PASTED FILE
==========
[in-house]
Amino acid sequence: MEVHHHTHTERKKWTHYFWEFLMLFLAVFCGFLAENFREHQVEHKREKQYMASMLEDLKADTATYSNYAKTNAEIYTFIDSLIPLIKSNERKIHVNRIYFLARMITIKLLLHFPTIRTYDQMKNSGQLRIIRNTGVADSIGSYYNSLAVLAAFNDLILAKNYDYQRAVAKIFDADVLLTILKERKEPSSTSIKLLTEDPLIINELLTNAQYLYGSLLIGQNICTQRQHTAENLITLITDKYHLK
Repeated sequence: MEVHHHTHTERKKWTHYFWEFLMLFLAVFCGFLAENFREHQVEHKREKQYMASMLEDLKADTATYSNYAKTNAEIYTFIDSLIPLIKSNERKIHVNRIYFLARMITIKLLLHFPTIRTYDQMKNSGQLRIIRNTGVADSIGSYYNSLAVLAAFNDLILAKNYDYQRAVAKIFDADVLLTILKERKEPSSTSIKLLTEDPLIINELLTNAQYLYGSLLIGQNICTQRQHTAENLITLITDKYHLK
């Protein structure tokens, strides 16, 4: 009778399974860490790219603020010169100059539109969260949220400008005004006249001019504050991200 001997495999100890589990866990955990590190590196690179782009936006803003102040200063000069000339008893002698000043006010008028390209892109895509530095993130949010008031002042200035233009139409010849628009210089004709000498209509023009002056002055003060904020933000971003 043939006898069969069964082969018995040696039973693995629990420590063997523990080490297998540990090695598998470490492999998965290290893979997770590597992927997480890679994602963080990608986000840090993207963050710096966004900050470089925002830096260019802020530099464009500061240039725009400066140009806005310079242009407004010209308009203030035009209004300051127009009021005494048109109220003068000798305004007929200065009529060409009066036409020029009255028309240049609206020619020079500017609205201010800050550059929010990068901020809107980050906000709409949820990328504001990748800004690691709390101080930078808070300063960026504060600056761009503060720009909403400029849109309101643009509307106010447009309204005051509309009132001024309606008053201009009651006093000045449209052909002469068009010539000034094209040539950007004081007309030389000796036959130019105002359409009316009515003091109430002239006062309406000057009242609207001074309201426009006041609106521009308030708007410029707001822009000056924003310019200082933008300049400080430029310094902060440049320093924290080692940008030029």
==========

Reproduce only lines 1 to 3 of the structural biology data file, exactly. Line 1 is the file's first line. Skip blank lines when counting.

[in-house]
Amino acid sequence: MEVHHHTHTERKKWTHYFWEFLMLFLAVFCGFLAENFREHQVEHKREKQYMASMLEDLKADTATYSNYAKTNAEIYTFIDSLIPLIKSNERKIHVNRIYFLARMITIKLLLHFPTIRTYDQMKNSGQLRIIRNTGVADSIGSYYNSLAVLAAFNDLILAKNYDYQRAVAKIFDADVLLTILKERKEPSSTSIKLLTEDPLIINELLTNAQYLYGSLLIGQNICTQRQHTAENLITLITDKYHLK
Repeated sequence: MEVHHHTHTERKKWTHYFWEFLMLFLAVFCGFLAENFREHQVEHKREKQYMASMLEDLKADTATYSNYAKTNAEIYTFIDSLIPLIKSNERKIHVNRIYFLARMITIKLLLHFPTIRTYDQMKNSGQLRIIRNTGVADSIGSYYNSLAVLAAFNDLILAKNYDYQRAVAKIFDADVLLTILKERKEPSSTSIKLLTEDPLIINELLTNAQYLYGSLLIGQNICTQRQHTAENLITLITDKYHLK